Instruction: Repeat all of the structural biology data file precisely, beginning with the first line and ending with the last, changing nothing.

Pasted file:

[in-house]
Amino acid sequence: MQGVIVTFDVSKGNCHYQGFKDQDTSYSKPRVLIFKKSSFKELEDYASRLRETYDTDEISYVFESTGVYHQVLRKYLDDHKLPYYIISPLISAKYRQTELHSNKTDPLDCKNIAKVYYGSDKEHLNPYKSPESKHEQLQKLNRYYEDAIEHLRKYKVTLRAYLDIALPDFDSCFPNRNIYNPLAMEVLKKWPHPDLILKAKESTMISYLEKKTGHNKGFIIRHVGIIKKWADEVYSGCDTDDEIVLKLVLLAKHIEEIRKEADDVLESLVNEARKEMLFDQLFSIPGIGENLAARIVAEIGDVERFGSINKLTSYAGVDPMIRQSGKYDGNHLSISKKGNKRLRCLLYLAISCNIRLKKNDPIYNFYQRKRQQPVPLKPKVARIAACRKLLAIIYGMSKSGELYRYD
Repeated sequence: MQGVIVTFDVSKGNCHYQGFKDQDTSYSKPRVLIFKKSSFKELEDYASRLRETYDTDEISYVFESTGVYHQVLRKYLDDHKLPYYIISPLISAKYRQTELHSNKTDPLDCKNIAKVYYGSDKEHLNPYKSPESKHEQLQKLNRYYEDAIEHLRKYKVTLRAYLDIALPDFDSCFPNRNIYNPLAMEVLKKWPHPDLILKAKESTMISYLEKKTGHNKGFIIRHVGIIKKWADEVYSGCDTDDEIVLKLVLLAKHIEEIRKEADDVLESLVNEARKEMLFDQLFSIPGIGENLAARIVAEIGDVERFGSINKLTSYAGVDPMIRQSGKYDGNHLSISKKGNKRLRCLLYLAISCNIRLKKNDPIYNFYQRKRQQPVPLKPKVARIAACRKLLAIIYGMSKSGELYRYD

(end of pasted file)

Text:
[in-house]
Amino acid sequence: MQGVIVTFDVSKGNCHYQGFKDQDTSYSKPRVLIFKKSSFKELEDYASRLRETYDTDEISYVFESTGVYHQVLRKYLDDHKLPYYIISPLISAKYRQTELHSNKTDPLDCKNIAKVYYGSDKEHLNPYKSPESKHEQLQKLNRYYEDAIEHLRKYKVTLRAYLDIALPDFDSCFPNRNIYNPLAMEVLKKWPHPDLILKAKESTMISYLEKKTGHNKGFIIRHVGIIKKWADEVYSGCDTDDEIVLKLVLLAKHIEEIRKEADDVLESLVNEARKEMLFDQLFSIPGIGENLAARIVAEIGDVERFGSINKLTSYAGVDPMIRQSGKYDGNHLSISKKGNKRLRCLLYLAISCNIRLKKNDPIYNFYQRKRQQPVPLKPKVARIAACRKLLAIIYGMSKSGELYRYD
Repeated sequence: MQGVIVTFDVSKGNCHYQGFKDQDTSYSKPRVLIFKKSSFKELEDYASRLRETYDTDEISYVFESTGVYHQVLRKYLDDHKLPYYIISPLISAKYRQTELHSNKTDPLDCKNIAKVYYGSDKEHLNPYKSPESKHEQLQKLNRYYEDAIEHLRKYKVTLRAYLDIALPDFDSCFPNRNIYNPLAMEVLKKWPHPDLILKAKESTMISYLEKKTGHNKGFIIRHVGIIKKWADEVYSGCDTDDEIVLKLVLLAKHIEEIRKEADDVLESLVNEARKEMLFDQLFSIPGIGENLAARIVAEIGDVERFGSINKLTSYAGVDPMIRQSGKYDGNHLSISKKGNKRLRCLLYLAISCNIRLKKNDPIYNFYQRKRQQPVPLKPKVARIAACRKLLAIIYGMSKSGELYRYD